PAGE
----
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Blanchard v. Town of Bar Harbor

Supreme Court of Maine

December 19, 2019

JAMES BLANCHARD et al.
v.
TOWN OF BAR HARBOR

          Argued: October 7, 2019

          William H. Dale, Esq. (orally), Mark A. Bower, Esq., and Benjamin T. McCall, Esq., Jensen Baird Gardner & Henry, Portland, for appellants James Blanchard et al.

          Edmond J. Bearor, Esq., Joshua A. Randlett, Esq., and Jonathan P. Hunter, Esq. (orally), Rudman Winchell, Bangor, for appellee Town of Bar Harbor

          Panel: SAUFLEY, C.J., and ALEXANDER, MEAD, GORMAN, JABAR, HJELM, and HUMPHREY, JJ.

          MEAD, J.

         [¶1] James Blanchard and a number of other individuals[1] whose properties have views overlooking the waters adjacent to the Town of Bar Harbor's Ferry Terminal Property appeal from a judgment of the Business and Consumer Docket (Murphy, J.) in favor of the Town on appellants' complaint seeking a declaratory judgment that the Town's Zoning Ordinance Amendment is invalid. Because we conclude that the property owners have failed to demonstrate a particularized injury and have commenced this action prematurely, we vacate the judgment on standing and ripeness grounds and remand for dismissal without prejudice. As such, we do not reach the merits of the property owners' claims that the Amendment is inconsistent with state law and that the court erred in deferring to the Department of Environmental Protection's order approving the Amendment.

         I. BACKGROUND

         [¶2] We draw the following facts from the parties' stipulated record. See BCN Telecom, Inc. v. State Tax Assessor, 2016 ME 165, ¶ 3, 151 A.3d 497.

         [¶3] Pursuant to the Bar Harbor Town Charter, the Town Council placed a warrant article on a referendum ballot containing the Zoning Amendment (Article 12) and a competing measure (Article 13) to be addressed at a Town meeting on June 13, 2017. At that Town meeting, residents voted to pass the Zoning Amendment (Article 12) and rejected the competing measure (Article 13).

         [¶4] The Amendment changed the Town's Land Use Ordinance in three ways: (1) it created a new "Shoreland Maritime Activities District" that would apply to the Ferry Terminal Property (Tax Map 231, Lot 004), (2) it added definitions for "passenger terminal" and "parking deck," and (3) it amended the zoning map by applying the Shoreland Maritime Activities District to the Ferry Terminal Property. See Bar Harbor, Me., Land Use Ordinance §§ 129-49.3, 125-109 (June 13, 2017). The parties agree that the intent underlying the Amendment was to allow substantially larger cruise ships to use the Ferry Terminal Property.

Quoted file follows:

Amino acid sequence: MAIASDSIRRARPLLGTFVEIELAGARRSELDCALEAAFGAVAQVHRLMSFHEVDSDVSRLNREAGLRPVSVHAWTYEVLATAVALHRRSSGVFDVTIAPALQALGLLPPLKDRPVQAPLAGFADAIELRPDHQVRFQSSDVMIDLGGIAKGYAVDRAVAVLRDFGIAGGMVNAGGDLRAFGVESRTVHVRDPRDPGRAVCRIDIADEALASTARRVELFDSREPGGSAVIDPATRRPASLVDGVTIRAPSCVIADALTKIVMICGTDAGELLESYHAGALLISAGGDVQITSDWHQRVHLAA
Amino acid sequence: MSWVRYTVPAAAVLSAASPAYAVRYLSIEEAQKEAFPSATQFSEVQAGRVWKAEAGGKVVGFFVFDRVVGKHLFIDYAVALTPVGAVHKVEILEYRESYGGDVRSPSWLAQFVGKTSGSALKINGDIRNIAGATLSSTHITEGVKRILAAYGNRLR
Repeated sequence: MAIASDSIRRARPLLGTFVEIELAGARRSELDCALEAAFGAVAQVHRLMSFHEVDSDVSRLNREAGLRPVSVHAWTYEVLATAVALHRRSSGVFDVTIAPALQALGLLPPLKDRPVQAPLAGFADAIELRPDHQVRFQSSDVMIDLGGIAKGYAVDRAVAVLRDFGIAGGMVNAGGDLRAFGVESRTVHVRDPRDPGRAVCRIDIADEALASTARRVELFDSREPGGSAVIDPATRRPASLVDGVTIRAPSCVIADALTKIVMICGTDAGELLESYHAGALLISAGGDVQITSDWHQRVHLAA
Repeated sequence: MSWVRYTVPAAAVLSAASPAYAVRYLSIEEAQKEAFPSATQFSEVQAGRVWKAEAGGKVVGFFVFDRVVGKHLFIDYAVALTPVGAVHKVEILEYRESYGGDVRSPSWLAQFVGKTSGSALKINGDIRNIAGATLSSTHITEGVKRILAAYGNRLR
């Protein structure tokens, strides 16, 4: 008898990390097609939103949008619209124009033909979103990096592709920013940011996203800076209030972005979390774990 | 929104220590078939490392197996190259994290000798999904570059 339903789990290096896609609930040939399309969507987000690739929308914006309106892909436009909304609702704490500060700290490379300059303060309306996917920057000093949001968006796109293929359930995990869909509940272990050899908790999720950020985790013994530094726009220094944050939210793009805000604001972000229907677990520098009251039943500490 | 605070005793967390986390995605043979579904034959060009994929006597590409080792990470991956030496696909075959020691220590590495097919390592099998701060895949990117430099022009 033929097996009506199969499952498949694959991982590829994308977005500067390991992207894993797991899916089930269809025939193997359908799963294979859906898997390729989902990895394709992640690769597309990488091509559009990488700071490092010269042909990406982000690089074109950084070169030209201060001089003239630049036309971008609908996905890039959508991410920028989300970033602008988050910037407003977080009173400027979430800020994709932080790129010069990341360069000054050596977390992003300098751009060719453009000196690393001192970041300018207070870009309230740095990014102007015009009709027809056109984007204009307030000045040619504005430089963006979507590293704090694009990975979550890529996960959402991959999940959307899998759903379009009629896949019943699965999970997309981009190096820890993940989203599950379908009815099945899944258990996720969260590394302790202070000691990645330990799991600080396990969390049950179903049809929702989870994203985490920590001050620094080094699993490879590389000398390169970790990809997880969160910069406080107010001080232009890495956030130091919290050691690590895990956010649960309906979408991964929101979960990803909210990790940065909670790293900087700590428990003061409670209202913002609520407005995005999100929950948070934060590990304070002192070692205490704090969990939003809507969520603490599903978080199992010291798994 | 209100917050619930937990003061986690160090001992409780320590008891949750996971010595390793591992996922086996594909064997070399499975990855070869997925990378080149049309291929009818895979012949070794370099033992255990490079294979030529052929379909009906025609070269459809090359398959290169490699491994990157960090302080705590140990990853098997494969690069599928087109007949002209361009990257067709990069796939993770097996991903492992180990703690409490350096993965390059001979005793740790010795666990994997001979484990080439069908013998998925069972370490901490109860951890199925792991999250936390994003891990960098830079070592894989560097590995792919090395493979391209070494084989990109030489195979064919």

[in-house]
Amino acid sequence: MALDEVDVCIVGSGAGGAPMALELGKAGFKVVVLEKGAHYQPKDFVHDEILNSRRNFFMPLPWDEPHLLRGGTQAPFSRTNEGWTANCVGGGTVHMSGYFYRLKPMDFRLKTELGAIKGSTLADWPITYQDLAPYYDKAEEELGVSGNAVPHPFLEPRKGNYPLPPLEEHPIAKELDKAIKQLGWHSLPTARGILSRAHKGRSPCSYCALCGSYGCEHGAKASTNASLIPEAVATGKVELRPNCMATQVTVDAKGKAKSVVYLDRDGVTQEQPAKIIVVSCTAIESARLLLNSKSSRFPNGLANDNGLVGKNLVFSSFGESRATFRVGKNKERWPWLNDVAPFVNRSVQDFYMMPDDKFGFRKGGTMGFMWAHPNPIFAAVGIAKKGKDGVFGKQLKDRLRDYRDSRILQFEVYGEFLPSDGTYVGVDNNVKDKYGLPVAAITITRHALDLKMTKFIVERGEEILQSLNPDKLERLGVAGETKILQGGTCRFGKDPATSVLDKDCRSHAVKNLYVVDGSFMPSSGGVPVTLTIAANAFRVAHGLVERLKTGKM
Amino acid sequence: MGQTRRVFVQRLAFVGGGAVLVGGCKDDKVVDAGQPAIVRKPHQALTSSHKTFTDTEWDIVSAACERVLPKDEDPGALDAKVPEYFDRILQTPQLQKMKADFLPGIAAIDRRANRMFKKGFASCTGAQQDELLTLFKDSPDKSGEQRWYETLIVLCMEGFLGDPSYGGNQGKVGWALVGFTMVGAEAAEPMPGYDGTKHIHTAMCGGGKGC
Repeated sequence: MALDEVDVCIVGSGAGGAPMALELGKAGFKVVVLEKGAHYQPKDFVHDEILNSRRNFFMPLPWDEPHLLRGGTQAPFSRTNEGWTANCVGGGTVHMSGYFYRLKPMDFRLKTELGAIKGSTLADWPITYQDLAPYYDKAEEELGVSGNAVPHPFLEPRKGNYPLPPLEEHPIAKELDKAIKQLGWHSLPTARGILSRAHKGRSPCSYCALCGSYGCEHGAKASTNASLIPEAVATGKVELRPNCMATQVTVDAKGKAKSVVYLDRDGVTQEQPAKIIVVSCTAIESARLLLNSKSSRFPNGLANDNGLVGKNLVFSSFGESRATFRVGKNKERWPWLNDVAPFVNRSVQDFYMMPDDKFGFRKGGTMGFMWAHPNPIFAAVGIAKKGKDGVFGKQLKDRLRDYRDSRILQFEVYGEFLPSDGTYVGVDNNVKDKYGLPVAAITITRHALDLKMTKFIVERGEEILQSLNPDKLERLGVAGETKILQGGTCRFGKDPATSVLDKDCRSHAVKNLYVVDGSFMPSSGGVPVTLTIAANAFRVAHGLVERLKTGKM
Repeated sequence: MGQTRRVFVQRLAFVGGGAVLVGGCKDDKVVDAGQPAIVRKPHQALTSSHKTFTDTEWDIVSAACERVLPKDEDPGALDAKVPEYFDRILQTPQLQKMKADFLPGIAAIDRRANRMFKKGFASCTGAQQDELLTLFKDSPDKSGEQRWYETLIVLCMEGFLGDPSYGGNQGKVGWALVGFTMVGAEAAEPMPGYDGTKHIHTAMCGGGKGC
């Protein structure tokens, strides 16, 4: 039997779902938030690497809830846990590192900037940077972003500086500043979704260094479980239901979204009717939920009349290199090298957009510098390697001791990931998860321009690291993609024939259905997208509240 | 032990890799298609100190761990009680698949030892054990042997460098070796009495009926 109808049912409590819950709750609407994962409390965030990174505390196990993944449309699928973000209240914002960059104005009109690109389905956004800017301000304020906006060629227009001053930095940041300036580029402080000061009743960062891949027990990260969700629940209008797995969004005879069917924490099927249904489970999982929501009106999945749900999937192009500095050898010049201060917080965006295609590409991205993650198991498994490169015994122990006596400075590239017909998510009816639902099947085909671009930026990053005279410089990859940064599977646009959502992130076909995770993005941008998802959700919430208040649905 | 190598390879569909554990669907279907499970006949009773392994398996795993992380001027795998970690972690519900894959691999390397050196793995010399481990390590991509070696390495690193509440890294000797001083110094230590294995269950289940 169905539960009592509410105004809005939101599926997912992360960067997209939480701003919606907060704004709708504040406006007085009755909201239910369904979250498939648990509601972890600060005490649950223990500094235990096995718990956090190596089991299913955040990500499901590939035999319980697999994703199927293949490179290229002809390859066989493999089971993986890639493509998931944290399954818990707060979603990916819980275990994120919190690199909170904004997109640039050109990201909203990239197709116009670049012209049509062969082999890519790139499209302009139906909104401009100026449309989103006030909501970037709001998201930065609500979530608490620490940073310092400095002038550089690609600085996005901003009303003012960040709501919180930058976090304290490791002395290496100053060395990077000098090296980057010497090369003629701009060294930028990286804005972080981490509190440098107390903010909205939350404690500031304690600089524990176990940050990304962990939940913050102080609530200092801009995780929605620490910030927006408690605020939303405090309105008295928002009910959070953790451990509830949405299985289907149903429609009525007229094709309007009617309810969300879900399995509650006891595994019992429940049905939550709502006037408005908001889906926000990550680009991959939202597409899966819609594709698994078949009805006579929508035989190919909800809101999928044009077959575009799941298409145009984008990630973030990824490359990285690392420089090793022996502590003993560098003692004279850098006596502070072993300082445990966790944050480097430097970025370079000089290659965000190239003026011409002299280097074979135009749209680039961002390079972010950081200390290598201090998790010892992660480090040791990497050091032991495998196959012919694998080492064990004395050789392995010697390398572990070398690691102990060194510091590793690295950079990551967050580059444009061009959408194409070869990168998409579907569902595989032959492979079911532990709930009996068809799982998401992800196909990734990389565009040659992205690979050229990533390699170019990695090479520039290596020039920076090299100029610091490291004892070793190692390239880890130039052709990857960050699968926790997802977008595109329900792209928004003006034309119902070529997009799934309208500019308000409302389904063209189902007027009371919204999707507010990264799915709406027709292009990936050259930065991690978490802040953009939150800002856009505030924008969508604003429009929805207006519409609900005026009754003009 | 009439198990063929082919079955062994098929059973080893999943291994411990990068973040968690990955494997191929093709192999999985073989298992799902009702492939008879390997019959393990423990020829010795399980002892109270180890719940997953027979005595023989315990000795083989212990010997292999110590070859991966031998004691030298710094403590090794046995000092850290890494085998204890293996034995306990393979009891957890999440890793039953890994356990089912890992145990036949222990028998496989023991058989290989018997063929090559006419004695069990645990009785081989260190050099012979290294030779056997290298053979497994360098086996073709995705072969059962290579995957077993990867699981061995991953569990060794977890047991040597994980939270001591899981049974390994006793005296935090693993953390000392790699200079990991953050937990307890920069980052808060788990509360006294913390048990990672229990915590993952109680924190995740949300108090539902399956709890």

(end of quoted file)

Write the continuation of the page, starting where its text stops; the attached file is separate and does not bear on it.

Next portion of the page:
[¶5] On July 18, 2017, the Department of Environmental Protection (DEP) issued an order approving the Amendment.[2] The property owners, who own real property in Bar Harbor, Sorrento, and Hancock, subsequently filed a complaint seeking a declaratory judgment that the Amendment was invalid. See 14 M.R.S. § 5954 (2018). The parties submitted the matter to the Business and Consumer Docket on agreed statements of fact. The BCD entered judgment for the Town, concluding that (1) the property owners' declaratory judgment request presented "a genuine controversy ripe for judicial review," (2) only the Bar Harbor property owners had standing to challenge the Amendment, (3) the Amendment was in harmony with the Town's comprehensive plan, (4) the DEP order was entitled to "considerable deference," and (5) the Amendment was not inconsistent with DEP regulations.

         [¶6] The property owners raise two arguments on appeal, see 14 M.R.S. § 5959 (2018): (1) the court erred in deferring to the DEP's order, and (2) the Amendment is inconsistent with state statutes and regulations. We conclude that the property owners lack standing to challenge the Town's amendment of its Land Use Ordinance and that their claim is not ripe. Thus, we do not reach their substantive arguments. We vacate the court's judgment and remand for entry of an order of dismissal without prejudice.

         II. DISCUSSION

         [¶7] Our analysis begins by considering the threshold issues of standing and ripeness. Each presents ...


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